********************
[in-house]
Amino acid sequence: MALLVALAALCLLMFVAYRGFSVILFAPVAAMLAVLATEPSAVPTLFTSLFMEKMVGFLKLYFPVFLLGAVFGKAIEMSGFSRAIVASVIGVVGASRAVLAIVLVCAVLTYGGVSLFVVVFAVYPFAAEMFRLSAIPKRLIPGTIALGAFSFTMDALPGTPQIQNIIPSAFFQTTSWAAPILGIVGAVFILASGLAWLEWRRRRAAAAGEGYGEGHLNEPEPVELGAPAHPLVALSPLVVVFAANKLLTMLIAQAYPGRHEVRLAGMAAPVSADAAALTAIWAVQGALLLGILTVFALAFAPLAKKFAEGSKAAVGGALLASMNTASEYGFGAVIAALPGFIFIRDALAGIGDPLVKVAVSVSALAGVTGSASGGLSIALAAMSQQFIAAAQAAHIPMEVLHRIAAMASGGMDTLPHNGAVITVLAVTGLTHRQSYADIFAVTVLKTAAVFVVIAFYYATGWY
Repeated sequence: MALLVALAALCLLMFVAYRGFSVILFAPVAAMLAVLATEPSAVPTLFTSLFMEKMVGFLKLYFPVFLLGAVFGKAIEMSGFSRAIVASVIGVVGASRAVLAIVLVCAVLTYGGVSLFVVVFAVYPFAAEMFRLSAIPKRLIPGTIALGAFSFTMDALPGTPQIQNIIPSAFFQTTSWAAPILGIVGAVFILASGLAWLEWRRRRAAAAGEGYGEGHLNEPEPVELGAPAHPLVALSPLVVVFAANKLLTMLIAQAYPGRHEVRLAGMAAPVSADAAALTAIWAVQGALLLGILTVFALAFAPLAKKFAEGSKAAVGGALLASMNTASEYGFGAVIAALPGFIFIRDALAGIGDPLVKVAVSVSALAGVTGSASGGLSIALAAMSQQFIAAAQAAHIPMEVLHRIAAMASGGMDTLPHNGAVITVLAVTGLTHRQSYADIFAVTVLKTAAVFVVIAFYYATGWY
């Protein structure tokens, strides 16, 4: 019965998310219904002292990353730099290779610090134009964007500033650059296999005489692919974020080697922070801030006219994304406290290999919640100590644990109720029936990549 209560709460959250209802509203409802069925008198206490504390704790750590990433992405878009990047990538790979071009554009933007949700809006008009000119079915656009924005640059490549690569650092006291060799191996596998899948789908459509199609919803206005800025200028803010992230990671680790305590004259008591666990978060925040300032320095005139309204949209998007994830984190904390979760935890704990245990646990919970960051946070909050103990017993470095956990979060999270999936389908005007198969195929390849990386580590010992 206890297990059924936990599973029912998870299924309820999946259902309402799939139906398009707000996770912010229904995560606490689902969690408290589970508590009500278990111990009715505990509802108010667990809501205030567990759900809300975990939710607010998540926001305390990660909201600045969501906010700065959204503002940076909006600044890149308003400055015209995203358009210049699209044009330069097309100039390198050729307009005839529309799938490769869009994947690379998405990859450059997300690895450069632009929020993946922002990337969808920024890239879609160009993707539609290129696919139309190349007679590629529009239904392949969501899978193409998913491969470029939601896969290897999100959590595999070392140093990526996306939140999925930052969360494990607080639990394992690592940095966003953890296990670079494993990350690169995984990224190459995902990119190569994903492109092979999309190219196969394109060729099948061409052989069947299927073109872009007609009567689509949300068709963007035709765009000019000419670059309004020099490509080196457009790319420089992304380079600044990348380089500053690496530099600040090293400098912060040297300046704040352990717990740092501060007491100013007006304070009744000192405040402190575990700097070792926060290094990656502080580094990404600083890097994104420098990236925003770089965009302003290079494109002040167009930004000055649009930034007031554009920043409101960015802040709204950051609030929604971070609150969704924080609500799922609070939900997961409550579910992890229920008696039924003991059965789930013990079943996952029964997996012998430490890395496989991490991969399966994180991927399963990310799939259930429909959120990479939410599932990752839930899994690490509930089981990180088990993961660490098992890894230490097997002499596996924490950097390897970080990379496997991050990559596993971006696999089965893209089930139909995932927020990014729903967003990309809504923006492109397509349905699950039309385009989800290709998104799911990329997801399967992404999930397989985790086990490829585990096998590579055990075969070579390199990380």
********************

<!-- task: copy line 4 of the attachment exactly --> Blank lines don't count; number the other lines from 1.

């Protein structure tokens, strides 16, 4: 019965998310219904002292990353730099290779610090134009964007500033650059296999005489692919974020080697922070801030006219994304406290290999919640100590644990109720029936990549 209560709460959250209802509203409802069925008198206490504390704790750590990433992405878009990047990538790979071009554009933007949700809006008009000119079915656009924005640059490549690569650092006291060799191996596998899948789908459509199609919803206005800025200028803010992230990671680790305590004259008591666990978060925040300032320095005139309204949209998007994830984190904390979760935890704990245990646990919970960051946070909050103990017993470095956990979060999270999936389908005007198969195929390849990386580590010992 206890297990059924936990599973029912998870299924309820999946259902309402799939139906398009707000996770912010229904995560606490689902969690408290589970508590009500278990111990009715505990509802108010667990809501205030567990759900809300975990939710607010998540926001305390990660909201600045969501906010700065959204503002940076909006600044890149308003400055015209995203358009210049699209044009330069097309100039390198050729307009005839529309799938490769869009994947690379998405990859450059997300690895450069632009929020993946922002990337969808920024890239879609160009993707539609290129696919139309190349007679590629529009239904392949969501899978193409998913491969470029939601896969290897999100959590595999070392140093990526996306939140999925930052969360494990607080639990394992690592940095966003953890296990670079494993990350690169995984990224190459995902990119190569994903492109092979999309190219196969394109060729099948061409052989069947299927073109872009007609009567689509949300068709963007035709765009000019000419670059309004020099490509080196457009790319420089992304380079600044990348380089500053690496530099600040090293400098912060040297300046704040352990717990740092501060007491100013007006304070009744000192405040402190575990700097070792926060290094990656502080580094990404600083890097994104420098990236925003770089965009302003290079494109002040167009930004000055649009930034007031554009920043409101960015802040709204950051609030929604971070609150969704924080609500799922609070939900997961409550579910992890229920008696039924003991059965789930013990079943996952029964997996012998430490890395496989991490991969399966994180991927399963990310799939259930429909959120990479939410599932990752839930899994690490509930089981990180088990993961660490098992890894230490097997002499596996924490950097390897970080990379496997991050990559596993971006696999089965893209089930139909995932927020990014729903967003990309809504923006492109397509349905699950039309385009989800290709998104799911990329997801399967992404999930397989985790086990490829585990096998590579055990075969070579390199990380």